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Old 09-24-2009, 12:09 PM   #25
steelreserve
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Default Re: Miami's Wildcat Formation

Quote:
Originally Posted by El-Gonzo Jackson View Post
Reserve. Basically I think you are saying that you build thru the draft with good young inexpensive talent instead of paying too much for it like Dan Snyder.
Yes. The difference is, when the draft slotting FORCES you to overpay for someone like Dan Snyder, pretty much the only way to get your money's worth is hope you find a star at an immediate "impact" position. Unfortunately, with a top-five pick and the salaries they command, MOST things you can do are the wrong move. Unless you get a star QB or the "next Barry Sanders" that everyone is always talking about (but never seems to materialize), you come out in the red. Taking an OL #1, to me, just looks like being resigned to the fact that you'll overpay a guy instead of gambling and maybe losing big.

Yes, the line is where it starts, but "building" a line with $10 million rookies is not the way I would do it. That doesn't mean I want to underpay all linemen everywhere, and it doesn't mean I think the line is unimportant, it means I think THAT is the wrong move.

Quote:
Originally Posted by El-Gonzo Jackson View Post
Your devaluing of guys in the trenches but willingness to overpay "skill players" is classic Raiders mentality. It sells tickets, but doesnt win championships.

Fans know that QB's, WR's and RB's win them weeks in their fantasy pools. NFL GM's and coaches know that Linemen win them games and get to the playoffs.
OK, you're talking about two different things there. Al Davis' problem isn't that he overpays skill players -- it's that he overpays indiscriminately, and that he overpays A LOT more skill players than you should. There ARE a handful of skill players worth $10 million, but you can't have five of them at once, and you'd better make sure that if you're paying a fortune, you have Ben Roethlisberger instead of DeAngelo Hall or Darius Heyward-Bey. Because that's going to create cap problems just as sure as a $10 million unproven lineman.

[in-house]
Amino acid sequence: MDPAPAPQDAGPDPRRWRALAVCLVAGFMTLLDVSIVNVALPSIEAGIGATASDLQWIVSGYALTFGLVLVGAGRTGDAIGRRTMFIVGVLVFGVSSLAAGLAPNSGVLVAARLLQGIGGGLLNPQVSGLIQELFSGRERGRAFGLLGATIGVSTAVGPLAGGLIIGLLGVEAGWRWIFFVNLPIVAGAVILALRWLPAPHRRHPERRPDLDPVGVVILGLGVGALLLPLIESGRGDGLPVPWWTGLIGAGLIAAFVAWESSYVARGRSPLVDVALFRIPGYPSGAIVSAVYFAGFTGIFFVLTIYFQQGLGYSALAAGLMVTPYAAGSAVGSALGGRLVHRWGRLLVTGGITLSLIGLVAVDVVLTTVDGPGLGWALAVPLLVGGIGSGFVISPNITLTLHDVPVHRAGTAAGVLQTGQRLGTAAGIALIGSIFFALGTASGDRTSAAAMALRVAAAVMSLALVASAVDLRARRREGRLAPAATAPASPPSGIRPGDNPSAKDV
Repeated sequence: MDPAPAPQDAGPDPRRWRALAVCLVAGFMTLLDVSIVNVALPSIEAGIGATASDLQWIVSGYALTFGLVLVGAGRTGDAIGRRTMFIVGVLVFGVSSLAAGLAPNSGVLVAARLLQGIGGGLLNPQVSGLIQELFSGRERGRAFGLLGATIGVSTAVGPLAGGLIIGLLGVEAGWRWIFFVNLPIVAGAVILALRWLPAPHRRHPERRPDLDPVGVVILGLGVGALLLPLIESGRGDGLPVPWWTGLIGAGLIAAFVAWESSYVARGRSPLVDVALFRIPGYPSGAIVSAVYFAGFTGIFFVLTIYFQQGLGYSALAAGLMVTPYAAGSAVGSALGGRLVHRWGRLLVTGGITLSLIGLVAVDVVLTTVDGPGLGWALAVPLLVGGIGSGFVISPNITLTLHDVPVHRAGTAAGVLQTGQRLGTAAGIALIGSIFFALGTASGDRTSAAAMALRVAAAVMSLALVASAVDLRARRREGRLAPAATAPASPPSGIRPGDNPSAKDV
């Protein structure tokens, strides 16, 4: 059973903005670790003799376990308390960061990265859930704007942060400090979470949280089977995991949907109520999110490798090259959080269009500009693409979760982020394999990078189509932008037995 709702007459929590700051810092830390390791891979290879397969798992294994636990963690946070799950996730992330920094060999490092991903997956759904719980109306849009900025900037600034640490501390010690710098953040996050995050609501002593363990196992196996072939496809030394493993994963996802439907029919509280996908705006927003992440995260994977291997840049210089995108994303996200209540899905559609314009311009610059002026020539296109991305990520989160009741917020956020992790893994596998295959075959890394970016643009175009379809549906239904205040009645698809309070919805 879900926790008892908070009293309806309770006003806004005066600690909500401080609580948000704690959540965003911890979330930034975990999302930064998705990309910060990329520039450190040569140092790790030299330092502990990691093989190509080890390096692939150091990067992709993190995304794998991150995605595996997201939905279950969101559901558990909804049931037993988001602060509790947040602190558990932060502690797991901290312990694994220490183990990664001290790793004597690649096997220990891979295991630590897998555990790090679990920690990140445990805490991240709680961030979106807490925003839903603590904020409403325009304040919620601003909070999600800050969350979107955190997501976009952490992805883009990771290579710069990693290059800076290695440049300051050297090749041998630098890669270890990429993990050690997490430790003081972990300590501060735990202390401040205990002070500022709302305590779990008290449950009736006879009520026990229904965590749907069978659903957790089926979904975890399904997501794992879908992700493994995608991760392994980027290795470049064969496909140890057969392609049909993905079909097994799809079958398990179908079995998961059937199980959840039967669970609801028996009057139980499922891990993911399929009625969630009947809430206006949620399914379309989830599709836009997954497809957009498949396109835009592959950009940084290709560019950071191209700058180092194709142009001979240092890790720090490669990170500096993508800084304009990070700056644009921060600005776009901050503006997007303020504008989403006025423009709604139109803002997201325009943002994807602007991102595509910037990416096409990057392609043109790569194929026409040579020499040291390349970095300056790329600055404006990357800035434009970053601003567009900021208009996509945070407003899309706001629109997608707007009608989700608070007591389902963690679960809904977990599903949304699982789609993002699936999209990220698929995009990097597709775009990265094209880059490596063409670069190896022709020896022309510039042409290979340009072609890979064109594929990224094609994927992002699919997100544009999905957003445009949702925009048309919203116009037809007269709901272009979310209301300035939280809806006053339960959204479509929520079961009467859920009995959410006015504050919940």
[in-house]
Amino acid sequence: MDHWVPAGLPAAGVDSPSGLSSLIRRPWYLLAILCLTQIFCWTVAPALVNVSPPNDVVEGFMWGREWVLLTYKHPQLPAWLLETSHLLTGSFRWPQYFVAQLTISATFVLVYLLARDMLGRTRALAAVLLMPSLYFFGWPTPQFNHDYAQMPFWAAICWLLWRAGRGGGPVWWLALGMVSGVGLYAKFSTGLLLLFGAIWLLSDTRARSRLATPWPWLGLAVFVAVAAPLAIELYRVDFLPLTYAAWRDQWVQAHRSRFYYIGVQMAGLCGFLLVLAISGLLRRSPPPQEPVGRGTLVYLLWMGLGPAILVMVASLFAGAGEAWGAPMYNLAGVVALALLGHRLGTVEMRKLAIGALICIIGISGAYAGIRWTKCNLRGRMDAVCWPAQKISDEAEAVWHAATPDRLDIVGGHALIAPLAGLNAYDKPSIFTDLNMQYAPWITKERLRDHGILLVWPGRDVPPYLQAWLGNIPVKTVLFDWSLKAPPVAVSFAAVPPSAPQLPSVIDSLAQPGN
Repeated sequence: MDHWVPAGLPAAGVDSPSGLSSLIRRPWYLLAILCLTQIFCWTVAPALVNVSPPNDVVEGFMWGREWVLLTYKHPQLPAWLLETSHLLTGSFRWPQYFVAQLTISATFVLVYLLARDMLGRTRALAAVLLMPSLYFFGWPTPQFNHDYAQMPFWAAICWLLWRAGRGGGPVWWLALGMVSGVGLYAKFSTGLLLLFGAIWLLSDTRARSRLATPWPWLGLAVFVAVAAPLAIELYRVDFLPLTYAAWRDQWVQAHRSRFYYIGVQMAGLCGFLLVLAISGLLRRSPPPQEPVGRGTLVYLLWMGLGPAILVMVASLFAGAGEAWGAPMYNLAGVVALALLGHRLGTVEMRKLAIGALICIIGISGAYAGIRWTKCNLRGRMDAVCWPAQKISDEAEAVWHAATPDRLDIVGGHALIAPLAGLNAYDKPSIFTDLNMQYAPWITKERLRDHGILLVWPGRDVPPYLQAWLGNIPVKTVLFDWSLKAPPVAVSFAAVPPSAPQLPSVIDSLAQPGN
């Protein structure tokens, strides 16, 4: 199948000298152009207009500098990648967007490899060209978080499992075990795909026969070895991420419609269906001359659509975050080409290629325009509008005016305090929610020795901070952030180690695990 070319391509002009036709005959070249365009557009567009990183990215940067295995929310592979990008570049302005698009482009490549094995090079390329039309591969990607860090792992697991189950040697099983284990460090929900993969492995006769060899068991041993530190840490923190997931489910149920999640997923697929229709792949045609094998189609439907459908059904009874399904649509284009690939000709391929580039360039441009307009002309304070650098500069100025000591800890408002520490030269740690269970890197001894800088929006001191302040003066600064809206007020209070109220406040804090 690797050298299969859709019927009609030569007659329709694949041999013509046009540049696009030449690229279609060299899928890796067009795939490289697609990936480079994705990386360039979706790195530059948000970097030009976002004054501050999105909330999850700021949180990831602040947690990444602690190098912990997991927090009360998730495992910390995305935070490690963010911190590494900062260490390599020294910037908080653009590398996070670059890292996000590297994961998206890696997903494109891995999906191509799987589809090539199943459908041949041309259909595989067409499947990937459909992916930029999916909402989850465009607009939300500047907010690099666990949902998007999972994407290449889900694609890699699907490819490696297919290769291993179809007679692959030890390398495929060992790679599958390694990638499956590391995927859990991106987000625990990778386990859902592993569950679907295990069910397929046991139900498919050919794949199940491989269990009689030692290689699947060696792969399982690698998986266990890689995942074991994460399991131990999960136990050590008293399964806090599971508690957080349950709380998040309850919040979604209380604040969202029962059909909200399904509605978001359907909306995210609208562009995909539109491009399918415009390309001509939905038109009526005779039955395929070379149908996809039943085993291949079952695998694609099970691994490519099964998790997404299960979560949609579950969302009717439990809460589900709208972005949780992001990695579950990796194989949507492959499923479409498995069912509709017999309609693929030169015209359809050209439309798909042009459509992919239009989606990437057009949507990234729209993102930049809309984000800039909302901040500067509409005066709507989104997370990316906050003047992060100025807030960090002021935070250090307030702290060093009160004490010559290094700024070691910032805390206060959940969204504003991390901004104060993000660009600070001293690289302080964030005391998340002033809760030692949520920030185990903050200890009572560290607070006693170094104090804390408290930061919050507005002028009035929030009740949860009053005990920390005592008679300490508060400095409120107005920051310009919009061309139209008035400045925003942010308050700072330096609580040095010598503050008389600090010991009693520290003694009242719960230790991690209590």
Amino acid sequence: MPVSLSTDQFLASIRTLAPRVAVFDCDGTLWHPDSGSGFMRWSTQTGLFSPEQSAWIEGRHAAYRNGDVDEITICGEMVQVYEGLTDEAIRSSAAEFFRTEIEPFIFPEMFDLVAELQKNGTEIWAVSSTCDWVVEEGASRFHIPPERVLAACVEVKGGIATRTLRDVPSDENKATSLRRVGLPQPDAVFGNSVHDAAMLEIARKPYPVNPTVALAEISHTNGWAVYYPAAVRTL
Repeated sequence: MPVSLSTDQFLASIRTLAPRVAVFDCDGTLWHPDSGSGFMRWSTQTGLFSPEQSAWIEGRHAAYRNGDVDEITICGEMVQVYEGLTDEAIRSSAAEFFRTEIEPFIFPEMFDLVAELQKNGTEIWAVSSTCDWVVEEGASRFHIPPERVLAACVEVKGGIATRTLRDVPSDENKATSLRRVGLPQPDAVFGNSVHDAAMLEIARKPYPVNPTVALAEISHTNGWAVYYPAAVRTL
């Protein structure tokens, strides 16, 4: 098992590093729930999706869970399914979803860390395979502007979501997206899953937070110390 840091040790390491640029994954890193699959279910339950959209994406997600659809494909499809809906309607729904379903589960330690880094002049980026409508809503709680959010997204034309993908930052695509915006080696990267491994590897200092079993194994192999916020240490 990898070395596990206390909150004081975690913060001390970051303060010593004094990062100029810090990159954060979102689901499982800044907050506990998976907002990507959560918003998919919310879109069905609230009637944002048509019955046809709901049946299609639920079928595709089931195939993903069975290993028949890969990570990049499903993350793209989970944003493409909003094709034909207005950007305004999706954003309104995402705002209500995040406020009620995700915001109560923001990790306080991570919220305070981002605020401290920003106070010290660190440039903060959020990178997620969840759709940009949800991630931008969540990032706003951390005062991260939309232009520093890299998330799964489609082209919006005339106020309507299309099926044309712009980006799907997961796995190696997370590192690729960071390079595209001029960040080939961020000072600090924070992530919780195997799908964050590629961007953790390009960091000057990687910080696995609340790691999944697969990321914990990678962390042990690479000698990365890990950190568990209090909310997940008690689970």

The second point? Come on. That's almost insulting. Not overpaying an offensive lineman doesn't mean I think you SHOULD overpay everyone else. Truth is, there are very few players who are worth 10 percent of your salary cap, period. Most of them are quarterbacks. I also think it's entirely possible to put together a good offensive line where your best guys are making $5 million and $6 million, not $9 million and $10 million. Just like it's possible to put together an outstanding defensive backfield or an outstanding defensive line that way (which is exactly what the Steelers have done, in case you didn't notice).

Anyway ... this is more of a side point, but thought it would be interesting to look at what HAS happened to most of the teams that have drafted offensive linemen top-five in the salary cap era as we know it. Have those linemen sparked a lot of success? A handul of teams -- the Rams in 1997, the Dolphins last year, the 2007 Cardinals -- had success ... but notice something? All of them also just happened to pick up a Pro Bowl QB for next to nothing (twice, it was Kurt Warner). The other teams? Well, it didn't really seem to help them or hurt them.

1997 Rams -- Orlando Pace
2000 Redskins -- Chris Samuels
2001 Cardinals -- Leonard Davis
2002 Bills -- Mike Williams
2004 Raiders -- Robert Gallery (there you go Al, overpaying skill players but not the line again)
2006 Jets -- D'Brickashaw Ferguson
2007 Browns -- Joe Thomas
2007 Cardinals -- Levi Brown
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